If you are sending goods in kind, please review our last post on the subject which has a good list of the things most needed. Also, please do remember that as the water recedes the needs will actually increase, not decrease. In particular the incidence of disease will rise and the need for hygiene as well as medicine will rise with it. So, please, do whatever you can. For all our sakes!

38 Comments on “More Good Ways to Help Flood Victims in Pakistan”

  1. Asim Ali says:
    August 18th, 2010 8:19 pm

    very useful info

  2. Wasif says:
    August 18th, 2010 9:23 pm

    If you are in Pakistan, just grab food and water and go and give directly to those in need
    it’s easiest and most effective

  3. Ben says:
    August 19th, 2010 5:12 am

    Did anybody realize that this was not merely a natural disaster, it is a national security crisis also, if you realize. Read more at:

  4. smssr84 says:
    August 19th, 2010 5:30 am

    great list!
    u can add Humanity First as well. they are already on a go.

  5. shahran asin says:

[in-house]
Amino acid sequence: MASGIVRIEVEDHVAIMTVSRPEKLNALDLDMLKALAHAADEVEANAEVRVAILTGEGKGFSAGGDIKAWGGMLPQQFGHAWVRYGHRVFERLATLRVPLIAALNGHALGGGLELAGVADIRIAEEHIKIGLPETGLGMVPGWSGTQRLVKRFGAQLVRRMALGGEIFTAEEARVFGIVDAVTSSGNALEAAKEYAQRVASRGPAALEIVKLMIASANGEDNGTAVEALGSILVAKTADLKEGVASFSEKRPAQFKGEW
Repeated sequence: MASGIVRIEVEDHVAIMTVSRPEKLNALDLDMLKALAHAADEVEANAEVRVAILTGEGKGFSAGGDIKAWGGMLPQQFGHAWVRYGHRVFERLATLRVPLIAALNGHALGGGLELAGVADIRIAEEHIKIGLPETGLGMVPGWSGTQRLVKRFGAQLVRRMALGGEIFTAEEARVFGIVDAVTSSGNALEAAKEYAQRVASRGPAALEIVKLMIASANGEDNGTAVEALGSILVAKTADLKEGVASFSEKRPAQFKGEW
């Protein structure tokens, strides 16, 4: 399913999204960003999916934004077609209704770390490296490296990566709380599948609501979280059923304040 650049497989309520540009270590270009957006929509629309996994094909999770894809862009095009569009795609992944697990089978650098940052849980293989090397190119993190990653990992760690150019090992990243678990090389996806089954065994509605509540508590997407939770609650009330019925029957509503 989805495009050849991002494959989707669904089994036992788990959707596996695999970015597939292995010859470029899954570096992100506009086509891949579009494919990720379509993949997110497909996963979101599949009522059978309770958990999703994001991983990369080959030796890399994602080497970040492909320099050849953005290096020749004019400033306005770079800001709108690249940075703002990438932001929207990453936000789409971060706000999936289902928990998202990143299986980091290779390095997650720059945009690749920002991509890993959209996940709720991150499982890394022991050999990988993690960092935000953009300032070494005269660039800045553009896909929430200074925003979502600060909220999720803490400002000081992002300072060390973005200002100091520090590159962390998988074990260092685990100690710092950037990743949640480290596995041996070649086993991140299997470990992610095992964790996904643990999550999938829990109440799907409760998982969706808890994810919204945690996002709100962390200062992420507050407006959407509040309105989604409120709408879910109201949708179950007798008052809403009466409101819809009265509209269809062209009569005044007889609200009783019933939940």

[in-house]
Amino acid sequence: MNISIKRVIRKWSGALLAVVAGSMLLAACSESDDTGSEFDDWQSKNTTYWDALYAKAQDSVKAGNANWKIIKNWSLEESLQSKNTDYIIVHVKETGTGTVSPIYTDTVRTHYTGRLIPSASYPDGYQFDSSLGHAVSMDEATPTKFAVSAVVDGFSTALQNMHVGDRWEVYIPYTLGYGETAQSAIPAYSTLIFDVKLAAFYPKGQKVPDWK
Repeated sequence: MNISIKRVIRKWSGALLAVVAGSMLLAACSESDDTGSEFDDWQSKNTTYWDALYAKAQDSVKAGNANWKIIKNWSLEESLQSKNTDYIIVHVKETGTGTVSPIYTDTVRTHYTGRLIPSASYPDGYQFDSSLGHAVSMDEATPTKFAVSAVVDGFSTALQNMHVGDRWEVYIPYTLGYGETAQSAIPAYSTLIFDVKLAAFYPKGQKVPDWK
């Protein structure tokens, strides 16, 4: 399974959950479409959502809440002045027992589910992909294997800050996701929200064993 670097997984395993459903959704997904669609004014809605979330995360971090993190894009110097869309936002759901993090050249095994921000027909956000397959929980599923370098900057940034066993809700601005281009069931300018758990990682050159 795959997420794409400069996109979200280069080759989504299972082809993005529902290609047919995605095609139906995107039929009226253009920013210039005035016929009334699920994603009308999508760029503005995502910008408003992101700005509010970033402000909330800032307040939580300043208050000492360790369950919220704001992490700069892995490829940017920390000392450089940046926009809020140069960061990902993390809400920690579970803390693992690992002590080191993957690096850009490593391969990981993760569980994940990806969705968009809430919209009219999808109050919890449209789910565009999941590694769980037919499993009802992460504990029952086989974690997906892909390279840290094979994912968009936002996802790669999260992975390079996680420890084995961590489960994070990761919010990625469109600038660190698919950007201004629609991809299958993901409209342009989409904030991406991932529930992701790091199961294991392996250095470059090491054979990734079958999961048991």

August 19th, 2010 7:31 am

    I think Adil, I think you forgot to mention one of the commendable effort that “Pakistan Youth Alliance” is doing especially in Khyber Pakhtunkhwa and Southern Punjab. This is a national organization of Pakistani youth who is doing relief effort headed by Syed Ali Abbas Zaidi and other youths.

    Most of these youth are from large cities and they have been sitting in their homes watching the calamity on TV but they stood up and went to the worst affected areas , faced harsh weather, travelled in boats, killed snakes while providing relief via boats.

    I know these days a questions has been repeatedly raised which is “How would I know that my donation money is being used in providing relief.

    Even bigger organizations don’t have a way to remain connected with the donors and give them updates.

    I would like mention that Pakistan Youth Alliance and Teeth Maestro’s Offroad Pakistan /SA relief which is a small group of inviduals but are far ahead in terms of providing transparency.

    They have been using the available IT technologies to be as transparent as possible.

    From scanning receipts of the purchases / to actual daily status updates on relief effort via Twitter and facebook, sending daily live pictures of this calamity. This actually enabled the donors to virtually travel with them and seeing the live pictures within minutes, providing their track on google maps. This makes a huge difference.
    made them trust worthy and encouraged donors to donate more.

    A perfect example of how IT infrastructure can be effectively used without any significant cost.